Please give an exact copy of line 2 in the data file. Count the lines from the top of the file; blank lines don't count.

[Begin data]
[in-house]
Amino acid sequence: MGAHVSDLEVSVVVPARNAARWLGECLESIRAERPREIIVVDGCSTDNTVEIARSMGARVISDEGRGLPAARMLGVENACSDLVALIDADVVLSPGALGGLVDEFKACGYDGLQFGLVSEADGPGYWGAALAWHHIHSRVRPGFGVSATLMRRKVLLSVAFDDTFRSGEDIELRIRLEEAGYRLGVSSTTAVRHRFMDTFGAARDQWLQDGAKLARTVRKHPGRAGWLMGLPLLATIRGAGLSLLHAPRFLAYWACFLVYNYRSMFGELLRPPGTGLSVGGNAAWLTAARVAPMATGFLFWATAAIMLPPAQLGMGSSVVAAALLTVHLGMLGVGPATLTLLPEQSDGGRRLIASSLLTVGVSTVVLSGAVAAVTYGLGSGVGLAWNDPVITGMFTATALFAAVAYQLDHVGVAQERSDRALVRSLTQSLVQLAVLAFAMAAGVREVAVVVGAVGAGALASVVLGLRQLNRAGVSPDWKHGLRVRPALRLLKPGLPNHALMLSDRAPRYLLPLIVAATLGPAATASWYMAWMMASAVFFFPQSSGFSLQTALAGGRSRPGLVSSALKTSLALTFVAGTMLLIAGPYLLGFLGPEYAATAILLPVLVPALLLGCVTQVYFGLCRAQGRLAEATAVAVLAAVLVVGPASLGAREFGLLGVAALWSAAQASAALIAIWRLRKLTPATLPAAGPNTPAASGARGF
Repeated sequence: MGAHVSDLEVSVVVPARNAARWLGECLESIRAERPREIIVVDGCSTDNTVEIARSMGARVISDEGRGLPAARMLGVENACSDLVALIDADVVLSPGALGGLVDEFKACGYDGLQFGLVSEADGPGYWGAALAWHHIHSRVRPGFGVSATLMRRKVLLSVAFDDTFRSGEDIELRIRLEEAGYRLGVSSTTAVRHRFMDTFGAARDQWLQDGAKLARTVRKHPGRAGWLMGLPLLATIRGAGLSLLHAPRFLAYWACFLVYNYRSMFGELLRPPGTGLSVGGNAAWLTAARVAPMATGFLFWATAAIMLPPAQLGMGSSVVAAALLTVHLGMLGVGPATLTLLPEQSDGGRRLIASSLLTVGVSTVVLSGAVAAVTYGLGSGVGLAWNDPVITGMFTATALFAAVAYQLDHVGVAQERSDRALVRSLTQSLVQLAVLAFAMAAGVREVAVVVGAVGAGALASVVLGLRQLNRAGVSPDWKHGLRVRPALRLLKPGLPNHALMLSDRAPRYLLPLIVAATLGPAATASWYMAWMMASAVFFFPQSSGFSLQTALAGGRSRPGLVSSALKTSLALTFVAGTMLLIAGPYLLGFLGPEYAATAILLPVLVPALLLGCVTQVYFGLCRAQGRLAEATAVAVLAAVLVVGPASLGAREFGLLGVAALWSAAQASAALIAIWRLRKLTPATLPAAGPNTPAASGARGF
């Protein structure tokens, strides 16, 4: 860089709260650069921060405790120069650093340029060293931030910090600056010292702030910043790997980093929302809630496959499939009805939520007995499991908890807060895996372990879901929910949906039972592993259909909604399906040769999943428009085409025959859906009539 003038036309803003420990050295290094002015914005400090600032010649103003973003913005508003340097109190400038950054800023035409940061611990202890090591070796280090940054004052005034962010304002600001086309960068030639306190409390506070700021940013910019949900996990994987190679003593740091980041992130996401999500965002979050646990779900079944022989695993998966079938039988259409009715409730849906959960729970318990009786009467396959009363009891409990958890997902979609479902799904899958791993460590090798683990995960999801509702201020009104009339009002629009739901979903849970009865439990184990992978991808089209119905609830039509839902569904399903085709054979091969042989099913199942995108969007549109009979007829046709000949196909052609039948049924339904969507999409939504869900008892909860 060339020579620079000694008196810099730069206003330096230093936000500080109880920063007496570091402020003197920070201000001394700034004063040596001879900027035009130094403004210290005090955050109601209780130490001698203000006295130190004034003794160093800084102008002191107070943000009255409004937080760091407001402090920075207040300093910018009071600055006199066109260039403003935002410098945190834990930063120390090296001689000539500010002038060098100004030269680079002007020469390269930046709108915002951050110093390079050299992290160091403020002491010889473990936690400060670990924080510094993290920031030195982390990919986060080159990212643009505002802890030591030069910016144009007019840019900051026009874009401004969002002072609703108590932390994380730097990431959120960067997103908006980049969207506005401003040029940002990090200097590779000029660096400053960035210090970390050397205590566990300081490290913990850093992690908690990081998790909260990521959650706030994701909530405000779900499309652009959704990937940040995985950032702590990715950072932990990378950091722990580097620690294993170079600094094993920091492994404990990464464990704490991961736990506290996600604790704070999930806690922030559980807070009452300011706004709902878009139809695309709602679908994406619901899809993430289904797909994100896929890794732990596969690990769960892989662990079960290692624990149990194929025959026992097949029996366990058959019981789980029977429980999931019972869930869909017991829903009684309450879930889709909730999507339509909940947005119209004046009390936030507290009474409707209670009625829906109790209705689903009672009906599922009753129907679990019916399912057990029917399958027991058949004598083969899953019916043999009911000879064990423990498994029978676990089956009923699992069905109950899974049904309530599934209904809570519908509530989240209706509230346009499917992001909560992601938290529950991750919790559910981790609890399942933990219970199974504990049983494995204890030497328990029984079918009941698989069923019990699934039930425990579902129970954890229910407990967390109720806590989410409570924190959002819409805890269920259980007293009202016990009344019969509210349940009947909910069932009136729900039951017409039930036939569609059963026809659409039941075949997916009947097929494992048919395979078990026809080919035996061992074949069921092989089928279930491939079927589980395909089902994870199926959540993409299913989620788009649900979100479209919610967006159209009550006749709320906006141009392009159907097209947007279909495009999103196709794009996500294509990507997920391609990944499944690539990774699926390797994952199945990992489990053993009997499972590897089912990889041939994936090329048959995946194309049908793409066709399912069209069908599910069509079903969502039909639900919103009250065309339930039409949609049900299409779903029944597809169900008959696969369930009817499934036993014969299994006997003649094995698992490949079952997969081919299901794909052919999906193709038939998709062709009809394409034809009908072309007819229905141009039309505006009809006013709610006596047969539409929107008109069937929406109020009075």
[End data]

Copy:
Amino acid sequence: MGAHVSDLEVSVVVPARNAARWLGECLESIRAERPREIIVVDGCSTDNTVEIARSMGARVISDEGRGLPAARMLGVENACSDLVALIDADVVLSPGALGGLVDEFKACGYDGLQFGLVSEADGPGYWGAALAWHHIHSRVRPGFGVSATLMRRKVLLSVAFDDTFRSGEDIELRIRLEEAGYRLGVSSTTAVRHRFMDTFGAARDQWLQDGAKLARTVRKHPGRAGWLMGLPLLATIRGAGLSLLHAPRFLAYWACFLVYNYRSMFGELLRPPGTGLSVGGNAAWLTAARVAPMATGFLFWATAAIMLPPAQLGMGSSVVAAALLTVHLGMLGVGPATLTLLPEQSDGGRRLIASSLLTVGVSTVVLSGAVAAVTYGLGSGVGLAWNDPVITGMFTATALFAAVAYQLDHVGVAQERSDRALVRSLTQSLVQLAVLAFAMAAGVREVAVVVGAVGAGALASVVLGLRQLNRAGVSPDWKHGLRVRPALRLLKPGLPNHALMLSDRAPRYLLPLIVAATLGPAATASWYMAWMMASAVFFFPQSSGFSLQTALAGGRSRPGLVSSALKTSLALTFVAGTMLLIAGPYLLGFLGPEYAATAILLPVLVPALLLGCVTQVYFGLCRAQGRLAEATAVAVLAAVLVVGPASLGAREFGLLGVAALWSAAQASAALIAIWRLRKLTPATLPAAGPNTPAASGARGF